A man arrested at Los Angeles International Airport was wearing a bulletproof vest and flame-resistant pants and had checked in a suitcase full of weapons.
Federal officials say Yongda Huang Harris, 28, was on a stopover on a trip from Japan and had an array of suspicious items in his luggage, including a smoke grenade, knives, body bags, a hatchet, a collapsible baton, a biohazard suit, a gas mask, billy clubs, handcuffs, leg irons and a device to repel dogs.
Harris has been charged with one count of transporting hazardous materials and made a brief court appearance Tuesday. He's being held until his next court appearance on Friday.
WHAT WAS ILLEGAL?
Federal officials say the smoke grenade is prohibited on board passenger aircraft, but the hatchet, knives, clubs and other items authorities found in Harris' luggage don't violate Transportation Security Administration guidelines for what can be carried in checked bags.
Confessions of a former TSA agent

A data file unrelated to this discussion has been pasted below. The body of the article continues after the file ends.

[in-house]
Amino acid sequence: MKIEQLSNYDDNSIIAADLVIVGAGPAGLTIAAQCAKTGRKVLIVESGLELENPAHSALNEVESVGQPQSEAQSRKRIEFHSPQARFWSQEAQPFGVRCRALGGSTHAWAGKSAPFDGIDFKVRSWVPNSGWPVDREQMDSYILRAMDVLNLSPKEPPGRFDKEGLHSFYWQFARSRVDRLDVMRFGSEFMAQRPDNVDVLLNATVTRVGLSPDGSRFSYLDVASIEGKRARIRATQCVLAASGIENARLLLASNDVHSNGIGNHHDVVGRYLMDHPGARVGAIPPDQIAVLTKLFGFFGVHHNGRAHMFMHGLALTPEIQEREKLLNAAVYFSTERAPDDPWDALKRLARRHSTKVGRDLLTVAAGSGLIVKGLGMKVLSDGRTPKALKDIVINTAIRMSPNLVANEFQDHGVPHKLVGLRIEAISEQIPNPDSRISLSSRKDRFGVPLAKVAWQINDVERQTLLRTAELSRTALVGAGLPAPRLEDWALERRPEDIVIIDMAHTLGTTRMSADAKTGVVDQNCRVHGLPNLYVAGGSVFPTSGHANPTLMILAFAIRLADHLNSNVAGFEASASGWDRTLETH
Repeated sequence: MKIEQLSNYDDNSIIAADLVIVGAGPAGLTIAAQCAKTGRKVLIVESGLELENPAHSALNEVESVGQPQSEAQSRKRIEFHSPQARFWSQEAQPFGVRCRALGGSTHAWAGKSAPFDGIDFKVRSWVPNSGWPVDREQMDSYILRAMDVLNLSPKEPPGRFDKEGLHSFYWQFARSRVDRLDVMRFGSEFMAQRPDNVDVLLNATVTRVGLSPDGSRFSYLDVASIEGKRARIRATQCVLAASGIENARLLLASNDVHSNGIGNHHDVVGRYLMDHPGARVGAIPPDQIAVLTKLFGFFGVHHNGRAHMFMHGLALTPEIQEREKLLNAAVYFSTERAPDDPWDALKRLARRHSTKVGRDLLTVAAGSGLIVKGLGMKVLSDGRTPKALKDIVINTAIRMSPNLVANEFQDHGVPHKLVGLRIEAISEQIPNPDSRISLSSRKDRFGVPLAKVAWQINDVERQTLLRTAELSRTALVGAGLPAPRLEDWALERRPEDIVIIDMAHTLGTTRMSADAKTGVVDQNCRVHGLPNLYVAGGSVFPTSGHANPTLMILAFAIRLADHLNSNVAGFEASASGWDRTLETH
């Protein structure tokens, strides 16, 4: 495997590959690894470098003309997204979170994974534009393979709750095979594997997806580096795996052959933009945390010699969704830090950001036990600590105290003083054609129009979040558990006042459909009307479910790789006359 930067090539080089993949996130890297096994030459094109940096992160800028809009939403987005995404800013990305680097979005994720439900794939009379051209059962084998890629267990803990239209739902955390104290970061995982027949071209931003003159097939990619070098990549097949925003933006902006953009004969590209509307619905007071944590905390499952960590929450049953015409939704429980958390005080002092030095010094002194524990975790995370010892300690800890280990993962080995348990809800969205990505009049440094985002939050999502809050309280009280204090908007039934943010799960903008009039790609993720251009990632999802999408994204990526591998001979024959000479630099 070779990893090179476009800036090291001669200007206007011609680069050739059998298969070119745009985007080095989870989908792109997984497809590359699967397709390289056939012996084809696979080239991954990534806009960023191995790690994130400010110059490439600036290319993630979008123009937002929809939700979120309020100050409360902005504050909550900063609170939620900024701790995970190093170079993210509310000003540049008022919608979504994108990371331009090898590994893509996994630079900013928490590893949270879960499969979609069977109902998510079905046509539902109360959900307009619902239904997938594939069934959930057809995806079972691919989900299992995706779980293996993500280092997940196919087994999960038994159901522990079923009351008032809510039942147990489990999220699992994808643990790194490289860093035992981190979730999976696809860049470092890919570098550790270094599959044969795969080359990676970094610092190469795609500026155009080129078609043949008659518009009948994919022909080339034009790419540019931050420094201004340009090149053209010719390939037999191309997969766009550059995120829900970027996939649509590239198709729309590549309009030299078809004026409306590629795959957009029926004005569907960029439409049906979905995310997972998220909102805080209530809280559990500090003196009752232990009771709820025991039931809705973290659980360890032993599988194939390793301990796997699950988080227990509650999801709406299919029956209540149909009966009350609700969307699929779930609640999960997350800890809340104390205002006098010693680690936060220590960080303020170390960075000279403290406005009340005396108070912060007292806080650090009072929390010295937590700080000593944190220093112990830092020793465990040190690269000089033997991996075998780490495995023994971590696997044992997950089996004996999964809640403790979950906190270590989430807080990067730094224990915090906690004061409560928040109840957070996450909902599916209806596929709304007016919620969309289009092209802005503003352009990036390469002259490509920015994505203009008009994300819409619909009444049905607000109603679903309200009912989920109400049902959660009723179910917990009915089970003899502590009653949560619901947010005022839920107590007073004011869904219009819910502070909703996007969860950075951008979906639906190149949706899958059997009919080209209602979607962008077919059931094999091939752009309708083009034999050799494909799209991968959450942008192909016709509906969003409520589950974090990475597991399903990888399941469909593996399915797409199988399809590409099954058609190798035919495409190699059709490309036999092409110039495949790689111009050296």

The fastest way through airport security
12 surprising things you can take on a plane
Illegal souvenirs that could land you in trouble
Why check and schlepp when you can ship instead?
12 things you never thought you could take on a plane
Cell Phones On Airplanes Safe?
Bulletproof vests and flame-resistant pants are also not listed among items prohibited aboard flights.
WHAT YOU CAN CHECK
According to the TSA, a wide range of weapons are allowed in checked baggage, but not in a carry-on.
For example, you can pack knives, meat cleavers, sabers and swords in your checked luggage, as well as brass knuckles, throwing stars, billy clubs and night sticks.
Tools are OK, too. The TSA allows travelers to check cattle prods, drills, saws and crowbars and more.
You'll want to check those snow globes, too. They will not make it past security.
WHAT YOU CAN'T PACK
Almost all types of explosives, flammable materials and disabling chemicals are banned in both carry-on bags and checked luggage.
Among the no-nos are blasting caps, hand grenades, gasoline, dynamite, fireworks and chlorine for pools and spas.
The exceptions? Small gas cartridges for use in life vests and batteries for motorized wheelchairs.